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NOTES FROM A NATIVE SON: Small business


rhondathompson, [email protected]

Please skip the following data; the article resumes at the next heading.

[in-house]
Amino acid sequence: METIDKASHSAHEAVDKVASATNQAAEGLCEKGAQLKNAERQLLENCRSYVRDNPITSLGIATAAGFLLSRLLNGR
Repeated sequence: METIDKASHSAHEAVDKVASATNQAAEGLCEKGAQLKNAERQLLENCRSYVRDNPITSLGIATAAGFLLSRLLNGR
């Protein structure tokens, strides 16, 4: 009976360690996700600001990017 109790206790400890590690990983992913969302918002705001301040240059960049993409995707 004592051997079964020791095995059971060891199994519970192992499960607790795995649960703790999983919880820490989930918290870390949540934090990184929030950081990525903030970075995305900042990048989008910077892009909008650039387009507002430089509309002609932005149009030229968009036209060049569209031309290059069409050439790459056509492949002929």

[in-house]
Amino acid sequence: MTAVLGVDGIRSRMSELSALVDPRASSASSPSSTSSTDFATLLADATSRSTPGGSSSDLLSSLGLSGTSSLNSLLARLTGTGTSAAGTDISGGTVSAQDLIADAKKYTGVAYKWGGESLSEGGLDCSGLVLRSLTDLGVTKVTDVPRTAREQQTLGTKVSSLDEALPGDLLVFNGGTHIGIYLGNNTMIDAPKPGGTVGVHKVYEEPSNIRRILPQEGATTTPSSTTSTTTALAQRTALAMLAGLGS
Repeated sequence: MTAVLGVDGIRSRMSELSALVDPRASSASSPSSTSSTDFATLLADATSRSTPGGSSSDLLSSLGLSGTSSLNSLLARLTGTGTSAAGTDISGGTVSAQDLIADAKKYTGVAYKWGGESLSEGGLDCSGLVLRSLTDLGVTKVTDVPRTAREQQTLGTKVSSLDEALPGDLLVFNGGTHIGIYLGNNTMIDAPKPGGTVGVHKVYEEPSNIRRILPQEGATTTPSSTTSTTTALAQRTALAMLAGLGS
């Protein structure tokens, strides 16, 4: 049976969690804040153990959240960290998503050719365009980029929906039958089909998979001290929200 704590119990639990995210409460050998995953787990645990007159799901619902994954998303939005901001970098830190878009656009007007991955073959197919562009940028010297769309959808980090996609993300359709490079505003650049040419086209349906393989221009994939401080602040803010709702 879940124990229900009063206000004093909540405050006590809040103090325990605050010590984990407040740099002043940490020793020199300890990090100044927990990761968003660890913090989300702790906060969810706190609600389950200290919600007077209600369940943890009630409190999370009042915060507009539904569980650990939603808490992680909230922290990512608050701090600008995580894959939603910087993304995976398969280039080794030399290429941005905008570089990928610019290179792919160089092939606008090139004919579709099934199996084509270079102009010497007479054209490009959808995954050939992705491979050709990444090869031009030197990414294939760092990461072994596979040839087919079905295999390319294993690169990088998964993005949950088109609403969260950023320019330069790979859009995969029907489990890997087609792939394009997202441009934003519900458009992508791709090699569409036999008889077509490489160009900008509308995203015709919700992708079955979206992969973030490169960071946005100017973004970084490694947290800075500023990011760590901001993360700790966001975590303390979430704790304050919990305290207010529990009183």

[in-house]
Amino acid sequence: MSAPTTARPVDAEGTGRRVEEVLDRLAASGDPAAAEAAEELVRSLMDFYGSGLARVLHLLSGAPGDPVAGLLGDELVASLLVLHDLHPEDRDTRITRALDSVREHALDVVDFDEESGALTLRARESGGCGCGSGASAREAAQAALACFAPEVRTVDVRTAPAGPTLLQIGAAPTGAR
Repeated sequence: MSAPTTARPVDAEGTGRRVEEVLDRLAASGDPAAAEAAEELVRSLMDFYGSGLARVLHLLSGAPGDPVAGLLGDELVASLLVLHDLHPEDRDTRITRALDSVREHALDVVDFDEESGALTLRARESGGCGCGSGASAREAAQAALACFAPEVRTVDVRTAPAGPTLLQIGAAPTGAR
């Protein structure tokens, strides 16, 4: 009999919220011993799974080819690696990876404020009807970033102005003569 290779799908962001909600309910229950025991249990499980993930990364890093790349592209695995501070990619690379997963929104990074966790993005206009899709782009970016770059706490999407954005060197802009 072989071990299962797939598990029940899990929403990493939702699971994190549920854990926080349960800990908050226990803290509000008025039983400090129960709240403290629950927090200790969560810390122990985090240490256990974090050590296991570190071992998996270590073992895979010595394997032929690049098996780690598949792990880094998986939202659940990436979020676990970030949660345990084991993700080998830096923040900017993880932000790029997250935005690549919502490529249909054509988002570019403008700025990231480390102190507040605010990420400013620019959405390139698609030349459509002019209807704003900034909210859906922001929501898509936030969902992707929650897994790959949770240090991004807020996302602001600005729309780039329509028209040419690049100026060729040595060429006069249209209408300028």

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NOW WE KNOW. Two senior retail banking managers have admitted that when it comes to lending to small and medium enterprises, and more so to start-ups, the banks take a rather conservative view. This is but a mild if interesting confession, given that in Europe small companies represent at least about 35 to 45 per cent of retail bank business and 20 per cent of the profits. But what do foreign-owned banks care about the small business sector in Barbados? As I have said here before, retail bank business models are dysfunctional and not fit for purpose in a post-modern society. If Facebook, Microsoft, Apple, Google and most of the other leading new companies had to depend on banks to fund their launch, they would still be ideas being played about with by students. All were funded by venture capital – men and women and the occasional investment bank willing to risk huge sums of money on the outlandish business ideas of imaginative young people. Take young entrepreneurs and banks: to even get to see the manager, the young person must have a business plan, fundamentally a work of fiction, and be able to persuade the middle-ranking manager that the proposed business,  as explained in the plan, is workable. According to the bank’s business model, the manager, who often has very little leeway of his/her own, will ask for collateral before even offering less than the business plan justifies or is being asked for. Barbadian banks are even tougher. I was told sometime ago by a young man that he approached a bank to borrow $20 000 to fund equipment for his small business, and was turned down flat. Yet at the same meeting the manager offered him $20 000 to buy a car. There could only be two explanations for this, one cynical and the other criminal. The cynical view is that the manager was making a point about the likelihood of his plan working; the criminal one is that he realised he did not have the authority to lend the money to a small start-up business but was inviting the young man to apply under the guise of buying car, then he could use the money for his business. That would be obtaining money by deception, fraud or any number of offences under the Theft Act. This is where a progressive government could step in with dynamic and innovative fiscal policies to encourage venture capital and business angels to provide the funding for start-ups. The Small Business Unit, although well intended, suffers from the same problems as the civil service generally – bureaucratic constipation. Instead of offering a service that helps people with bright entrepreneurial ideas to see them through into commercial businesses, the unit is more obsessed with process. Filling the right form in triplicate, with the right signatures on each page, is far more important than mentoring and coaching would-be business people, including helping them to manage their cash flow, the lifeblood of all businesses. Experts now accept that the first three years of a new business are the ones that will determine whether it will sink or swim. These are the years when the business is most susceptible to the vagaries of the business world. It is during this period that most new business people want someone to hold their hands, not academics or civil servants, but experienced business people who have been through the kinds of situations they are now about to encounter. They need people to share the burden of paper work, employment and revenue law, dealing with customers and banks, all the things that take them away from their core business. They also need reassurance that a business plan is not exclusively a blueprint for funding, but more importantly a living guide as to how the business should grow if carefully managed and which should be updated monthly in its early stages. This is where the Small Business Unit could be of real help, rather than the superficiality of meetings and minutes and speaking in a kind of administrative Victorian English. It is where the Community College could be of real help.•Hal Austin is an award winning journalistwith the Financial Times. He is Barbadianand may be reached at [email protected] 

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